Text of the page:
Every vantage point along the canal from the haven of Les Sables d'Olonne port to the sea was jammed deep with tens of thousands of well wishers as the sixth edition of the singlehanded, round the world Vendée Globe race began.
There were tears on the dockside as lines were slipped, dozens and dozens of messages along the long stretch of sea walls that funnel the record sized fleet to sea - some simple direct and personal to the generic 'Yes We Can. It was everything that makes the Vendée Globe a truly unique experience. More than 300,000 people bid the 30 skippers on their way.
The record sized fleet of 30 boats answered the start gun at 13:02 local time (12:02 UTC) under grey, threatening skies with an awkward swell and 13-18 knots of breeze, with the knowledge that winds of up to 45 knots await them.
Mike GOLDING (GBR) on Ecover crossed the start line too early for the opening of his third Vendée Globe and the British skipper had to restart and found himself playing catch up. Looking ahead to the start, GOLDING said he still felt the same nervous tension despite this being his third time competing in the race, "You can't help but feeling like a condemned man walking down the dock as everyone's being so nice to you. But it's an extraordinary feeling here in Les Sables d'Olonne. I was up quite early and looking out over the beach the cars were already parking up to watch the start, it's just an extraordinary atmosphere. I think it is amazing, it's amazing to see sailing with such a high profile with such a lot of strong support from the public."
Michel DESJOYEAUX (FRA) on Foncia, considered one of the favourites, was also slow off the start line. Both were no doubt equally frustrated, but while the magnitude of the fleet and the early pace, is that of an inshore regatta, they have more than 26,000 miles and some three months to catch up.
Dee CAFFARI (GBR), setting out on her first solo round the world race, made a solid, simple well timed start on Aviva and was up with the leading group through the first hour of the race, while Seb JOSSE (FRA) on BT was calculated as the early leader on the first of hundreds of official race standings, pegged level with Marc GUILLEMOT (FRA) on Safran.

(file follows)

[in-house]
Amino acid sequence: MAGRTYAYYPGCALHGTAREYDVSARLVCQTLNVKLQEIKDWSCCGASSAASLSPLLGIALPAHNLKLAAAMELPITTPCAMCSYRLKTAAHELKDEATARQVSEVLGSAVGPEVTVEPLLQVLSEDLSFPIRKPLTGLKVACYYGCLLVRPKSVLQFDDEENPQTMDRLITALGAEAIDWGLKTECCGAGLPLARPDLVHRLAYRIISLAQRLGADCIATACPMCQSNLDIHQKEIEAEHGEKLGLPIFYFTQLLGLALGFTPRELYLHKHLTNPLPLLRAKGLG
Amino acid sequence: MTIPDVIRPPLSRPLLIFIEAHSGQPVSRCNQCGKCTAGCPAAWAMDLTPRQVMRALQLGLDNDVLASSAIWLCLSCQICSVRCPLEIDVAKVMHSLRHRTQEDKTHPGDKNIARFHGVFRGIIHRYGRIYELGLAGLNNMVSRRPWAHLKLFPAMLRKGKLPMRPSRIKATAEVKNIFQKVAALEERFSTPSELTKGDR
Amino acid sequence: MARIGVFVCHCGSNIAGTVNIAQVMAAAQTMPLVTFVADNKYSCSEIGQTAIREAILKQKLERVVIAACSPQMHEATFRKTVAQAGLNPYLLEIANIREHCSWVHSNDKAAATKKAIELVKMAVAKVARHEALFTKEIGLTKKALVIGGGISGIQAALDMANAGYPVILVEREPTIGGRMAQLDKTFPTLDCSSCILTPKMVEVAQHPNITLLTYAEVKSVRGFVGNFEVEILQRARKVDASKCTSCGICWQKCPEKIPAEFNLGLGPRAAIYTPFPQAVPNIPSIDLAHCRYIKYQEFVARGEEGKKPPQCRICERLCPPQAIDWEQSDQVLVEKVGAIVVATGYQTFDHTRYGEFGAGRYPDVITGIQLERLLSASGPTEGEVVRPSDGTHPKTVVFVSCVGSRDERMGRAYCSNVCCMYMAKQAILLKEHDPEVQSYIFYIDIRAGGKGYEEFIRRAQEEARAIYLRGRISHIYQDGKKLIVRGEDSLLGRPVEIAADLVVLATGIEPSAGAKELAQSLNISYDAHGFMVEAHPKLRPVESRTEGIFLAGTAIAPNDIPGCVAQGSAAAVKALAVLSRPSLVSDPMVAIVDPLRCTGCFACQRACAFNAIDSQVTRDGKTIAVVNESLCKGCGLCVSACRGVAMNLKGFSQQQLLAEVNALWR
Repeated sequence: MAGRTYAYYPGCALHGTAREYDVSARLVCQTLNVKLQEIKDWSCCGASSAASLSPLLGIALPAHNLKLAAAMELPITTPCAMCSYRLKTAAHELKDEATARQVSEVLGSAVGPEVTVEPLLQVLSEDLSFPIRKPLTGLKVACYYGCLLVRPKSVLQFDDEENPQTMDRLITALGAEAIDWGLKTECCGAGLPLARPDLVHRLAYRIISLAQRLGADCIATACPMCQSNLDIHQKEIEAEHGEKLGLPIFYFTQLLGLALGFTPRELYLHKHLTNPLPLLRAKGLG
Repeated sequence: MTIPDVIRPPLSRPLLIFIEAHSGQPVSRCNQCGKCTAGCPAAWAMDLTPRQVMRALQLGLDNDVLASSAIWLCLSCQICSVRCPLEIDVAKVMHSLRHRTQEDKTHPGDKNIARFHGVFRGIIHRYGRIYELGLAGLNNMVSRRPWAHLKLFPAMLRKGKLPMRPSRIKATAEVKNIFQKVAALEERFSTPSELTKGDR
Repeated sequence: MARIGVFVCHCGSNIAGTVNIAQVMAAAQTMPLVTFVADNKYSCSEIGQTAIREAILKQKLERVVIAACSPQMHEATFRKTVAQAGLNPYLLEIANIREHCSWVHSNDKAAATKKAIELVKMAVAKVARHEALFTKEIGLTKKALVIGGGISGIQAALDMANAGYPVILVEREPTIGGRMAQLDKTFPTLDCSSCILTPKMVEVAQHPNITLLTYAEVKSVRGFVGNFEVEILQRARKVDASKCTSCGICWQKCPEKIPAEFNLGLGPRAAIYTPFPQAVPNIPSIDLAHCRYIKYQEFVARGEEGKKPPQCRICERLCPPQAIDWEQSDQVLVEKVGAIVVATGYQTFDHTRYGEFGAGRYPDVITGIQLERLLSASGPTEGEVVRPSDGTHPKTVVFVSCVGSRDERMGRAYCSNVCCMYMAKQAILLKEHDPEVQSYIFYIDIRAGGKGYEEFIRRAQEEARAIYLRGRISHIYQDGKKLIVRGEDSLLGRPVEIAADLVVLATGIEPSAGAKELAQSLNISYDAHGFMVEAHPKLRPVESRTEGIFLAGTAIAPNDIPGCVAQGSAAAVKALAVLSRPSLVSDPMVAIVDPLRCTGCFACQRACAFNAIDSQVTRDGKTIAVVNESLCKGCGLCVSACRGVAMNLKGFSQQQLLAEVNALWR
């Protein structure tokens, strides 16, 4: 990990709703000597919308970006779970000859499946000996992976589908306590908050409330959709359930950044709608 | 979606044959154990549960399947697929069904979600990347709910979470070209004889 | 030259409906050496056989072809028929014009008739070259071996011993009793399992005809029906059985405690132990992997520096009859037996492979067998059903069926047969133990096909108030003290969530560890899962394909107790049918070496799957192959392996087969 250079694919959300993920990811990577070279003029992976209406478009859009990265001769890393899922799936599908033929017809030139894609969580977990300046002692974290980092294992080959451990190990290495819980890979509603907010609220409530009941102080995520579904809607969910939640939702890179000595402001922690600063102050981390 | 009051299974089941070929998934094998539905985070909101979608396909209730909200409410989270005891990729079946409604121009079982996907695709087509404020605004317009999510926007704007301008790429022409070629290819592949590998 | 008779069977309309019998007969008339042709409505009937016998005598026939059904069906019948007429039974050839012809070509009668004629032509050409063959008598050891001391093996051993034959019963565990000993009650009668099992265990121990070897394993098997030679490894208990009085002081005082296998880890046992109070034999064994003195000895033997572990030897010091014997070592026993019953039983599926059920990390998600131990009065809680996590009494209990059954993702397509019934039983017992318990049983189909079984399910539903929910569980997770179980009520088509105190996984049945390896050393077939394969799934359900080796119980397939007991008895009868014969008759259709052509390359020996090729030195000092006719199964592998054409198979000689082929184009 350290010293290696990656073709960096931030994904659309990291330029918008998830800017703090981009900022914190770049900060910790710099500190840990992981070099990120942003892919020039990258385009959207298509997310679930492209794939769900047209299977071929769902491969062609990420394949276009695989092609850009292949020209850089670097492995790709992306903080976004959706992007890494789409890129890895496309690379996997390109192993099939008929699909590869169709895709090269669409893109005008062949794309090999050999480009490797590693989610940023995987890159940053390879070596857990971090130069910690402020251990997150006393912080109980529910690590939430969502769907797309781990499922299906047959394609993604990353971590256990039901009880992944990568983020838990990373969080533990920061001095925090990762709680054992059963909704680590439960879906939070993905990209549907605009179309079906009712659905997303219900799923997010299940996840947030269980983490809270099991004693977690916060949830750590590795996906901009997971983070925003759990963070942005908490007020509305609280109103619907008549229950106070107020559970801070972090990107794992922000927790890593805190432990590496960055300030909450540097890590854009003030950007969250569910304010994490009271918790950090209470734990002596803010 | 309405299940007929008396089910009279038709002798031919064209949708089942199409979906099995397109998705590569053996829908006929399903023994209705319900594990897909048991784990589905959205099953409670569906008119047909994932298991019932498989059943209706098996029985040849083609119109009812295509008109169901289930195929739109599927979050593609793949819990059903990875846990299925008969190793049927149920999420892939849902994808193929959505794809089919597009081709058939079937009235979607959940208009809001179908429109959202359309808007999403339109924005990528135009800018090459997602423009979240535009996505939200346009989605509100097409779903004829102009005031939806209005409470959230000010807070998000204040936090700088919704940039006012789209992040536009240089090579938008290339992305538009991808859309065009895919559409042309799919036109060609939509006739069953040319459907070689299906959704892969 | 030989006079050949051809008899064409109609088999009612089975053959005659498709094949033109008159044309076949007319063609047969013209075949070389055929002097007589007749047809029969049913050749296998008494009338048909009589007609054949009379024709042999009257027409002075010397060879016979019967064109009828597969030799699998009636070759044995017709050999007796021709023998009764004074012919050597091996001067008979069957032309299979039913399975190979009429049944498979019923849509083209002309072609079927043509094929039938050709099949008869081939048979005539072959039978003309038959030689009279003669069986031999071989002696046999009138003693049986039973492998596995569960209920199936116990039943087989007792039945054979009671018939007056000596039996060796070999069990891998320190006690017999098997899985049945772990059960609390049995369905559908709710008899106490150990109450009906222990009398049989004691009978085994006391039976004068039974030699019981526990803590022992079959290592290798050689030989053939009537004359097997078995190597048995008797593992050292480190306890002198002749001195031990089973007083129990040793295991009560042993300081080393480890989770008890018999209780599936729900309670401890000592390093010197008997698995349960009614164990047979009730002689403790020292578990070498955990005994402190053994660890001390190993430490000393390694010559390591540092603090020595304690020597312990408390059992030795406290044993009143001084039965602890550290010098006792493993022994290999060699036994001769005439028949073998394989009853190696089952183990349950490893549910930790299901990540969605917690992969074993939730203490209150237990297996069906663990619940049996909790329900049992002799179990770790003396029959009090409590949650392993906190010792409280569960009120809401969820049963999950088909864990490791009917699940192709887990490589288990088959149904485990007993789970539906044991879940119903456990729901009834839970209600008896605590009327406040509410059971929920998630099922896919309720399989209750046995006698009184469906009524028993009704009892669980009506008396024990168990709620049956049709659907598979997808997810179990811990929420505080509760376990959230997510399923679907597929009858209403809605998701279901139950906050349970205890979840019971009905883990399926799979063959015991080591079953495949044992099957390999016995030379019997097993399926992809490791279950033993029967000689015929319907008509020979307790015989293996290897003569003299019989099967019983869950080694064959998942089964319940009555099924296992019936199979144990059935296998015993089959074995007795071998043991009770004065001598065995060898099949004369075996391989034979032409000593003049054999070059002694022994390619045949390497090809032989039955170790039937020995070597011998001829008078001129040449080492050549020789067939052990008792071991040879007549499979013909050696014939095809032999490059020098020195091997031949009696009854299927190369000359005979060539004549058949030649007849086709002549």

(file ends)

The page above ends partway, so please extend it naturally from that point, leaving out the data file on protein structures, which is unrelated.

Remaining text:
The two Swiss skippers Dominic WAVRE on Temenos and VELUX 5 OCEANS race winner Bernard STAMM on Cheminées Poujoulat were alongside each other until WAVRE had to take the tough decision to inform the race office just two hours after the start that he was returning to Les Sables d'Olonne with a problem with his electrical charging system.
Steve WHITE (GBR), skipper of Toe in the Water, worked late into his last night and was still frantically stowing equipment as CAFFARI lead off the dock a two hour long Open 60 dock out procession. "I didn't get to bed until 2am because we were still fiddling around down here,"
WHITE explained. "I had to sort out all my spares and bits of pieces, but I slept like a log! It was quite bizarre to be waved through the streets by a policeman, through all the roadblocks. I'm probably exhausted so for the first few hours I need to just point the boat wherever it's pointing at, and get a couple of hours kip I think, and then I'll be good to go!"
On the early showings Alex THOMSON (GBR) had put his three weeks of stress and problems behind him on Hugo Boss and was up in seventh place, while Brian THOMPSON (GBR) on Bahrain Team Pindar lay 12th with CAFFARI 13th.
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